Hobbyist Forums banner

1 - 5 of 5 Posts

·
Registered
Joined
·
920 Posts
Discussion Starter #1
The only Alvis in my collection - the 1:1 dates from 1962. The body was styled by Graber. The later TE/TF21 had four stacked headlights. Rover aquired Alvis in 1965 & car production ceased in 1967, although Alvis continued to make military vehicles. The model itself is by J&M in white-metal.





:wave:

Steve
 

·
Registered
Joined
·
5,432 Posts
Man! That's nice. Love the color. The wood grain trim in the interior is "typically British." I'm not quite sure what tradition is being upheld by Rover absorbing a smaller car company then totally running it aground. But there sure is a track record of it. JRT is a prime example. Many a great marque and some lesser have fallen under the corporate wheels of Rover. Triumph over my MG's was a particular bitter pill to swallow. If you took 10 MG' Midgets and 10 Spitfires to Road Atlanta at the end of a weekend you'd have 8 Midgets left running and maybe 3 "Spits." If it'd been "JRMG" the MG portion of it might still be afloat.
 

·
Registered
Joined
·
920 Posts
Discussion Starter #3
ClearHooter said:
Man! That's nice. Love the color. The wood grain trim in the interior is "typically British." I'm not quite sure what tradition is being upheld by Rover absorbing a smaller car company then totally running it aground. But there sure is a track record of it. JRT is a prime example. Many a great marque and some lesser have fallen under the corporate wheels of Rover. Triumph over my MG's was a particular bitter pill to swallow. If you took 10 MG' Midgets and 10 Spitfires to Road Atlanta at the end of a weekend you'd have 8 Midgets left running and maybe 3 "Spits." If it'd been "JRMG" the MG portion of it might still be afloat.
I think you've got this a bit arse around tit. If anything, Rover & Triumph were screwed by MG.

MG, of course, were an offshoot of Morris, which in the '50s merged with Austin, to form BMC. At the time, Rover, Jaguar & Standard-Triumph were totally independent companies. In the '60s, one by one, the smaller companies were absorbed into the conglomerate. A total, utter [email protected]£k up. It ended up with so many marques, most competeing with each other....

In '63, Rover had brought out, the P6 2000, a direct competitor for Triumph's 2000 of the same year.....a few years later they were part of the same combine. It didn't end there, as people from Triumph, were not people from Rover, and vice versa. How else, did the Triumph Stag appear, with a brand new V8, when Rover had an excellent V8, courtesy of Buick, themselves.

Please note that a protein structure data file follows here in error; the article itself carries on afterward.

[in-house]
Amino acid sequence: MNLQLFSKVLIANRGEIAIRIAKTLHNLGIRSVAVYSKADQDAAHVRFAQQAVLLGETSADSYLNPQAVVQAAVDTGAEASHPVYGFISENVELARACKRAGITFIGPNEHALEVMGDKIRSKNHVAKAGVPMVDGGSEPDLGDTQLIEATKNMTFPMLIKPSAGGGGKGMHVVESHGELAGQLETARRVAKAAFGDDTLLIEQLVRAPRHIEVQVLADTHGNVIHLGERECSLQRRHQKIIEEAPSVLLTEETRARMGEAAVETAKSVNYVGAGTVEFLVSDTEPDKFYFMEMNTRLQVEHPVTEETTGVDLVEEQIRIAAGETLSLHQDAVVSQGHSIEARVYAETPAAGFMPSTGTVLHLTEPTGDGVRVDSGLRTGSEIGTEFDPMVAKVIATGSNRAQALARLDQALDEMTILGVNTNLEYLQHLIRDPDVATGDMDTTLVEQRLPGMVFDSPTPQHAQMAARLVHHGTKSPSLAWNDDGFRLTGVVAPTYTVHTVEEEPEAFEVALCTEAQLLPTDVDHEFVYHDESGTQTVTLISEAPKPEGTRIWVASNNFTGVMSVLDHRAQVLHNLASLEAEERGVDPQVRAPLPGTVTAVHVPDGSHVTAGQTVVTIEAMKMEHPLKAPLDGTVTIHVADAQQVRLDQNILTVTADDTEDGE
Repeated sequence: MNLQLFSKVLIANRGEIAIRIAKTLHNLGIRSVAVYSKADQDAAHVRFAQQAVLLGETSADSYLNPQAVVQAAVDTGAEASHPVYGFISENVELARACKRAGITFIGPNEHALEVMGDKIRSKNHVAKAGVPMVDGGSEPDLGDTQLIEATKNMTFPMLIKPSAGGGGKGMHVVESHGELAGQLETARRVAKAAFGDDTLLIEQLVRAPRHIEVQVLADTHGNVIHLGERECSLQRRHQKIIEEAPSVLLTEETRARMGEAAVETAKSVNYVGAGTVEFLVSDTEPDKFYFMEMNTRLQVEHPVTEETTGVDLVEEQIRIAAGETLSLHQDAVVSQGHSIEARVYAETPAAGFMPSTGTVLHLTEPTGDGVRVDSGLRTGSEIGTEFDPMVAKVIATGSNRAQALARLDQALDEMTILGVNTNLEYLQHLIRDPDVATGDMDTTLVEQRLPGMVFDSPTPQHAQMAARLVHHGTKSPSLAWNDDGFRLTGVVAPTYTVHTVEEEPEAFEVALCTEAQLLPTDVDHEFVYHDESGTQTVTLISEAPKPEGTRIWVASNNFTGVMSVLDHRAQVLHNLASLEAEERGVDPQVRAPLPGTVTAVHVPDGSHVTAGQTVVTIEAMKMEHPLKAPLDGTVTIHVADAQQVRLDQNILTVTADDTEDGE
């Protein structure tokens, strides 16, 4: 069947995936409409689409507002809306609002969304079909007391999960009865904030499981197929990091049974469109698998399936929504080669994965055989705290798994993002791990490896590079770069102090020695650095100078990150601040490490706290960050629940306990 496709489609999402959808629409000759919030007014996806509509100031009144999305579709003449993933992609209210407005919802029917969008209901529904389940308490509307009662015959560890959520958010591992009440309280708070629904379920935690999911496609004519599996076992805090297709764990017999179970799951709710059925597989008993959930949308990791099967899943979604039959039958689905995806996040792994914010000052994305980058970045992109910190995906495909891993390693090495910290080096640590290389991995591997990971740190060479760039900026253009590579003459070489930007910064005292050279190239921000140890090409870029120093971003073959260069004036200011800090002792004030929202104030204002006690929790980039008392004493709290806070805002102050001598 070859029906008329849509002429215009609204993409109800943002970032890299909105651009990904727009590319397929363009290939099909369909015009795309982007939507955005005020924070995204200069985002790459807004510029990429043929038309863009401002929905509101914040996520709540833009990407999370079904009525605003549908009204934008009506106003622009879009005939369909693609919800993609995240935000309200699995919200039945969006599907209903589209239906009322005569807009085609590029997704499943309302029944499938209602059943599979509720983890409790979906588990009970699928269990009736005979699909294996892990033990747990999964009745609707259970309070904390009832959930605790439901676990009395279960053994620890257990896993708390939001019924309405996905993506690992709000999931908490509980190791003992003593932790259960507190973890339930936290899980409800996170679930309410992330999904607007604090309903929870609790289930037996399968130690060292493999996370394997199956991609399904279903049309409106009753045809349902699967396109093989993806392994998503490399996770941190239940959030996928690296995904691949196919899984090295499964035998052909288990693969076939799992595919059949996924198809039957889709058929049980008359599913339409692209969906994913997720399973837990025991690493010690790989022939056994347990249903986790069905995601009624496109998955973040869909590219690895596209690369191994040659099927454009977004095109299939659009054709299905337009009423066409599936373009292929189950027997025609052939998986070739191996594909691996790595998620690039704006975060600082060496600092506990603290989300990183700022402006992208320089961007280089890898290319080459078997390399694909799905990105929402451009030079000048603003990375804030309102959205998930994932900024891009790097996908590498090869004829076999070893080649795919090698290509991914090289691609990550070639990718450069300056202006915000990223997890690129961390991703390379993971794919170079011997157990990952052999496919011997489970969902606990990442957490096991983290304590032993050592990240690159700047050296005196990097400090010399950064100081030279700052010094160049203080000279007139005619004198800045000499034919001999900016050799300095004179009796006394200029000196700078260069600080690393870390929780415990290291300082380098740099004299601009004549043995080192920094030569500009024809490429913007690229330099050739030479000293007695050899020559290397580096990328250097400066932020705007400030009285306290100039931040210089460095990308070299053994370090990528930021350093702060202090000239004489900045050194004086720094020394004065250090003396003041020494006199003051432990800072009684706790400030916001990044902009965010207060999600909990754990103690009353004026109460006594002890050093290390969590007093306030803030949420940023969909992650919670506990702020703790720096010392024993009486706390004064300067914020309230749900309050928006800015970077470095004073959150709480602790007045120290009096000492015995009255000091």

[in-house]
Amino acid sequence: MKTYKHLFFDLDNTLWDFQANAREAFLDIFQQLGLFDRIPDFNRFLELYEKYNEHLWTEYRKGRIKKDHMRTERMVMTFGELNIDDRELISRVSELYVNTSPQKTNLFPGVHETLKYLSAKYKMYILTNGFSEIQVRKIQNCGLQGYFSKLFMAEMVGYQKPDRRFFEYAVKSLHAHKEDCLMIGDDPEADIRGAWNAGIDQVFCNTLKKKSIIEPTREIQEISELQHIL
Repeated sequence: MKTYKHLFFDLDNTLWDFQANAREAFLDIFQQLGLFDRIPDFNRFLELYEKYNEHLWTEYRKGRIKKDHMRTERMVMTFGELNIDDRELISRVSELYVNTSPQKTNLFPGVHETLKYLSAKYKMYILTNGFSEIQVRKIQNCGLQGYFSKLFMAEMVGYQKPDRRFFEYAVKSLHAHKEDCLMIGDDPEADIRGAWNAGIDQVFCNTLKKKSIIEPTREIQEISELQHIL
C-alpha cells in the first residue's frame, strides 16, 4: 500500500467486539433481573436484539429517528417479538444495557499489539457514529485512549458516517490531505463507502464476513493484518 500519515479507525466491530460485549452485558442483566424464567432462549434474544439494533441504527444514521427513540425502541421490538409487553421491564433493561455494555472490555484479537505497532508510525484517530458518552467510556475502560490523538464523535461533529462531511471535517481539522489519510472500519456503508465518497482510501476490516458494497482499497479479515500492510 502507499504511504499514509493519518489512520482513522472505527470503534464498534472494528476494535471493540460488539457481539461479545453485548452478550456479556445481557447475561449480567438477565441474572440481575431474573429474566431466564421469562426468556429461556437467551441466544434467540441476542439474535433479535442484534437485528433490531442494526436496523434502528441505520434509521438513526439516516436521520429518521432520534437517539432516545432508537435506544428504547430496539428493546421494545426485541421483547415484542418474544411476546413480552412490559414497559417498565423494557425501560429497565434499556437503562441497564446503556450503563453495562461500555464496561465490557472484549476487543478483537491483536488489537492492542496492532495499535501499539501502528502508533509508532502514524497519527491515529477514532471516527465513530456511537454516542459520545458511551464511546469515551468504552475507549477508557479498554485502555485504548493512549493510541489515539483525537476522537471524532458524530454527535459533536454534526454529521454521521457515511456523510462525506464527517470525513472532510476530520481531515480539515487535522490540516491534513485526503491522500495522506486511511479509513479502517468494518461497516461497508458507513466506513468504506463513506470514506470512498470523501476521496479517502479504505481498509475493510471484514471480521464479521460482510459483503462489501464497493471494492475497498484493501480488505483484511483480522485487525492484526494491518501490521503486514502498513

Eventually, it all had to end in tears. Strangely, Triumph's nadir was not the the TR7, even though it was built in Speke, by a load of bolshie, neanderthal Scousers, who couldn't stick a stamp on a letter, but, by the Triumph Acclaim, a badge engineered Honda Ballade.....a car usually sold, in "hearing aid beige", to geriatric pensioners......

.....I thought I posted an Alvis..... :confused:

Steve
 

·
Registered
Joined
·
343 Posts
A beautiful car and what an attractive color scheme. My only Alvis is an old Dinky. The Thatcher Rover "coupe" is also very nice in a traditional sort of way.

I don't know what this means: "bolshie, neanderthal Scousers". But it is sure rich, colorful language and I enjoy trying to guess who exactly are the object of this scorn. I figure these have to be union thug workers as I believe them alone to be the cause of the demise of the once proud British car industry; the threat of the union destruction of the US domestic auto manufacturers is now quite obvious. I hate to admit it as I like Fords and Ford history so much, but the UAW is the reason Hyundais built in Alabama, Nissans from Mississippi and now Toyota trucks from San Antonio are providing very difficult competition for our once proud "big three".
 

·
Registered
Joined
·
5,432 Posts
Hummmmmmmm....This is the take we got on this side of the pond as I recall from reading R&T. The individual marques started out all in competition with each other. BMC was the first major merger that ment anything to me. Somewhere around '68 or 9'ish Leyland took over BMC and Triumph. If anything else was included in the deal I'm unsure. At this time there was a socialist movement going on in the UK. This filtered down to Leyland in a rivalary between the old non union BMC group and the unionized Triumph crew so as to even keep MG from getting engines and tranny's. Hence when the rubber, baby, buggy, bumpered, jokes came out they were forced to use Triumph engines and tranny's in the Midgets. This worked like a type "A" body receiving a type "B-" liver. The car actually rejected the things. If what you were saying about Leyland and JRT translates to "both companies were run by idiots that didn't know the difference between a spanner and a fastner. We are in complete agreement on that point. The TR7 was a bad joke. Worst piece of crap I ever worked on from the UK. Don't know how they performed over there but over here they wouldn't go 50 miles without a major malfunction. MGB (GT?) did get to use the aluminum, Buick V8 for a year or so. But I don't think any were actually imported if they even got past the concept stge over there.

Yeah you did post an Alvis. But you brought up that "gobble monster." I still miss the old Octagon.
 
1 - 5 of 5 Posts
Top